10 toughest career dilemmas - solved
With advice on everything from how to get a raise, to where the tech jobs are now, to the best way to get a rude co-worker to shut up, here are excerpts from some of the top Ask Annie columns of the year. By Fortune's Anne Fisher
Is a liberal arts degree a waste?
Is a liberal arts degree a waste?
Do business employers see a degree in English as useless and irrelevant? Is it harder for college grads with a liberal arts degree to get hired? Is it better for college students to major in business instead?

Actually, liberal arts majors are often more marketable than they think.

"Most employers look for candidates who are bright, well-rounded, and have some practical experience under their belts," says Steven Rothberg, who speaks with hundreds of corporate recruiters every year as founder and president of CollegeRecruiter.com, an online matchmaking service that connects new grads with employers. A liberal-arts degree, plus good communications and computer skills, signal to recruiters that you'll be adaptable to a wide range of jobs.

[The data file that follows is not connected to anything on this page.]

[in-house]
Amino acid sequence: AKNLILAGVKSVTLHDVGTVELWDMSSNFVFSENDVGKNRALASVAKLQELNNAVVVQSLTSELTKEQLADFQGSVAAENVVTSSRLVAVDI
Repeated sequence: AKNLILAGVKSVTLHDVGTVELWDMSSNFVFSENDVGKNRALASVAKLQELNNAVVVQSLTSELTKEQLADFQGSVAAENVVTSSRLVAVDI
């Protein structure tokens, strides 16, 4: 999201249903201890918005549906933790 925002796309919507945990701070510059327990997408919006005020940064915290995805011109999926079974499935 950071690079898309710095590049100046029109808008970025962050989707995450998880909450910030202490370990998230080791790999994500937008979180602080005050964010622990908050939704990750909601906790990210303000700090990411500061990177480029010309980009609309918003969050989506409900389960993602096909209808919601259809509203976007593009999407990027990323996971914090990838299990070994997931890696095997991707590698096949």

"It's the students who graduate with very specialized degrees and little job experience who struggle to find a position," he says.

Indeed, strong communications skills are the single most important attribute a candidate can have - and also the one most lacking among job applicants, according to a recent poll of hiring managers by the National Association of Colleges and Employers.

"An English major with good work experience, who can think critically and write effectively, is a very attractive candidate," and should have no problem landing a job as a general-management trainee, or in marketing, public relations, consulting, or retail, agrees Brad Karsh, head of JobBound (www.jobbound.com), another site for college grads.